The European Commissioner for International Associations has spoken with former gang members who are leading the fight against crime within the framework of the EL PAcCTO project
“Europe is with you. Our security and justice institutions are committed to the fight against criminal networks in Latin America, but also against the causes that generate this violence.” With these words, the Commissioner for International Associations of the EU, Jutta Urpilainen, addressed Daniel Portillo and Antonio Sosa [fictitious names to protect their identity], who managed to rehabilitate themselves after years of violence and destruction in gangs in El Salvador. On the reasons that led him to join a gang, Daniel recounted the hatred and desire for revenge he felt towards his abusive father. Antonio also pointed to economic reasons: “The need to provide for your family. Only when I was able to learn a trade and they helped me with a small sum to open a barber shop did I realise that there was an alternative.”
“Young kids are cannon fodder for gangs whose criminal narratives and aesthetics have spread worldwide and come to be seen as attractive, and this applies both to recruitment and to punishment. Especially girls, who are subject to an additional and especially repugnant form of violence – sexual violence,” explained the director of FIIAPP, Anna Terrón. “Any public policy seeking to be effective in the fight against organised crime must have young people working with them to come up with measures appropriate to their particular situation,” she declared.
Jérémie Pellet, director of Expertise France – EL PAcCTO, a project funded by the European Union and co-led by Spanish, French, Italian and Portuguese cooperation organisations, added: “Young people are key players in the future and their voices need to be heard when discussing public policies and strategies in all areas affecting their present and future. We have a huge responsibility to empower young men and women to take an active part in deciding what they want for their future and how they want to achieve it.”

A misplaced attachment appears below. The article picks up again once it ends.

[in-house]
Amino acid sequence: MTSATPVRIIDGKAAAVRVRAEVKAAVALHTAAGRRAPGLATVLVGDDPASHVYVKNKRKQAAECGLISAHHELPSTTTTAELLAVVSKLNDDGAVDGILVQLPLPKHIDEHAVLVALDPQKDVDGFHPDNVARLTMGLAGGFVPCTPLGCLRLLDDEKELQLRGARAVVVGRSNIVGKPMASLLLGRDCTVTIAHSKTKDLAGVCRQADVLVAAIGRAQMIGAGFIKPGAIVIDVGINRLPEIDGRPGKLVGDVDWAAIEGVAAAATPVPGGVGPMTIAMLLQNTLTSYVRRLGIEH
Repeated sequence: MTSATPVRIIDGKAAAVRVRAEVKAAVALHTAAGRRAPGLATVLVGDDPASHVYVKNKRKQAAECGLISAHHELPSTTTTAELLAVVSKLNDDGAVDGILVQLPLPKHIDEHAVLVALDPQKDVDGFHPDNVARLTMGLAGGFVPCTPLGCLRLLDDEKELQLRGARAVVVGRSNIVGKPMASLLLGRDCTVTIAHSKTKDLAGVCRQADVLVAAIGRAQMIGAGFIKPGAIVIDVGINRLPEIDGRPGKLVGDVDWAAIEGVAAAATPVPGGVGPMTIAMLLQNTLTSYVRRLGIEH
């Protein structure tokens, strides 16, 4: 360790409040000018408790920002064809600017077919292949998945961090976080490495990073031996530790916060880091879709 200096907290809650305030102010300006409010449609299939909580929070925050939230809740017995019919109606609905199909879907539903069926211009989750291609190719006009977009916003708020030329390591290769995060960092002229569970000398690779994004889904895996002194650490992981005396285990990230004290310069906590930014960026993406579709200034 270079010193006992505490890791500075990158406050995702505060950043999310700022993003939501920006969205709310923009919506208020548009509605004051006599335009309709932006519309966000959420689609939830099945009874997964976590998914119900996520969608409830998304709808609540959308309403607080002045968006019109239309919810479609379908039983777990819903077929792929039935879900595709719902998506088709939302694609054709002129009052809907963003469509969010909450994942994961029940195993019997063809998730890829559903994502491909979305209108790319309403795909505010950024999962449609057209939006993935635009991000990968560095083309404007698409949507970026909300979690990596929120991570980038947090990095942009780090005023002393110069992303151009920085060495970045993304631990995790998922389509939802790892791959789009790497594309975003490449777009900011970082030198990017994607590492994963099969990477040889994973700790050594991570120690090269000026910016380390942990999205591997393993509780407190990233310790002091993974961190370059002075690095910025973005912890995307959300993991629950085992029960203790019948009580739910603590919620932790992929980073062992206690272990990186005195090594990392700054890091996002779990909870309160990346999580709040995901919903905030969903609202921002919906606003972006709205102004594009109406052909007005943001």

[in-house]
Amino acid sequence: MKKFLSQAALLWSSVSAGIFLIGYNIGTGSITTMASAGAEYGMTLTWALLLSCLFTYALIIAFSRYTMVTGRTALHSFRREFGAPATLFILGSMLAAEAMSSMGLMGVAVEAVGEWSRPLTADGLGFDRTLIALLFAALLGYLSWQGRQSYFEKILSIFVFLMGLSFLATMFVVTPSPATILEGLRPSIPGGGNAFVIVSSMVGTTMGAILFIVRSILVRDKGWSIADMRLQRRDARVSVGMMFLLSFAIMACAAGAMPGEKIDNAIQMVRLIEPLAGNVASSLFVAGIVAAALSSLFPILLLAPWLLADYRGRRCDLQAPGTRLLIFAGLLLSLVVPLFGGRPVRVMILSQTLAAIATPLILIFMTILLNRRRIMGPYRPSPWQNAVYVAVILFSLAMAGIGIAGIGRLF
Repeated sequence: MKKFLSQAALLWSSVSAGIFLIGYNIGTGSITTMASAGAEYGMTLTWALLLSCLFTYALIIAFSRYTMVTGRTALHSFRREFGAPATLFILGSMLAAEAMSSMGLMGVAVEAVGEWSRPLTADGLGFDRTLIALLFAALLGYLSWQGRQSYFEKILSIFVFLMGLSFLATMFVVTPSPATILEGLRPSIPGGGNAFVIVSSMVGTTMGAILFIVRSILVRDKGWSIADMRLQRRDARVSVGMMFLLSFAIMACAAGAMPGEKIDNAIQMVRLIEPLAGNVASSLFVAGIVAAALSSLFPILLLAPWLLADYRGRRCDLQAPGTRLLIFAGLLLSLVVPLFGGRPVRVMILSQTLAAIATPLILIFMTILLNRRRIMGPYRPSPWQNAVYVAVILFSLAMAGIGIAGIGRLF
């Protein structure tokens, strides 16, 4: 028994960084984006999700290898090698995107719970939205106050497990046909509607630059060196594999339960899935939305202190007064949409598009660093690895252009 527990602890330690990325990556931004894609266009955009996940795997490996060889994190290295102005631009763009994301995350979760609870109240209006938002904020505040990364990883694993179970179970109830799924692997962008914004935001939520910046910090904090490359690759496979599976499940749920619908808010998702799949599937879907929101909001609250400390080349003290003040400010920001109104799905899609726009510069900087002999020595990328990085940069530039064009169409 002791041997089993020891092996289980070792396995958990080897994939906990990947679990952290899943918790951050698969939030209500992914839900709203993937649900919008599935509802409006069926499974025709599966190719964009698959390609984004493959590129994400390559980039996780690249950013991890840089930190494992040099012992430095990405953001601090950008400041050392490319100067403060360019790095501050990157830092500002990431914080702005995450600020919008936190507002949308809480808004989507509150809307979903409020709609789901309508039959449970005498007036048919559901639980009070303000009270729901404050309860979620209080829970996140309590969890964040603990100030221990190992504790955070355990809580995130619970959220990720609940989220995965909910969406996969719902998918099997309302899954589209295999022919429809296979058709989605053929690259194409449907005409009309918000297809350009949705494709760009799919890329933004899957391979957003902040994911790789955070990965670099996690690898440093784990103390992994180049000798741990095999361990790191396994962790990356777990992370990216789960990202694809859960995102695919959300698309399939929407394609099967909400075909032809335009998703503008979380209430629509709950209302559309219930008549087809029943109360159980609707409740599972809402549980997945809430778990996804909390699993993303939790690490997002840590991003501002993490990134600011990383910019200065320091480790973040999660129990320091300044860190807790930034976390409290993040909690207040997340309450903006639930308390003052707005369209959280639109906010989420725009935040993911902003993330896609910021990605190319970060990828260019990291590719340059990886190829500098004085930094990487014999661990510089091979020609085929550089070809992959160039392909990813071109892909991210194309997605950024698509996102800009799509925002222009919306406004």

The Civil Guard, part of Spanish public cooperation
Adriana Tostón, commander of the Civil Guard and among the 40 best young police officers in the world, according to the list of the International Association of Chiefs of Police: “We have to make sure crime no longer pays. Therefore we have to stop confining ourselves to arresting criminals and work harder to dismantle the economic structure of criminal organisations.” Tostón also valued the greater technological knowledge of young people for tackling the problem: “Crime evolves, we can’t just keep on offering the same solutions and it can’t just always be the same people doing it.”
Nicolás Zevallos, criminologist and former Vice Minister of Citizen Security of Peru, called for public policies that seek to strengthen the social fabric “we must develop community and family support networks so that the gang is not the only way out of desperate situations.” Pilar Díaz, director of the Special Prosecutor’s Office for Gender-based and Juvenile Crimes of Bolivia emphasised educational opportunities: “In Bolivia these young people usually come from rural and urban environments where there is great economic hardship and much conflict at home. It is crucial to offer them the chance for free education.”
Fabio de Gemmis, activist of the LIBERA NGO and partner and worker in the LA STRADA cooperative of Teano, Italy, which is dedicated to converting spaces confiscated from the Camorra to social purposes, pointed to the urgent need for young people to trust institutions: “If we talk about social justice and the fight against poverty, we have to be consistent, we can’t have corrupt institutions; institutions must be credible, the relationship between young people and institutions has to create a sense of community, we have to show them that we are counting on them.”
The participation of young people in public policies aimed at improving the lives of people and the planet is one of the priorities of FIIAPP, in line with European foreign action.
This meeting was organised by FIIAPP and its French (Expertise France) and Italian (IILA) counterparts within the framework of the European EL PAcCTO project.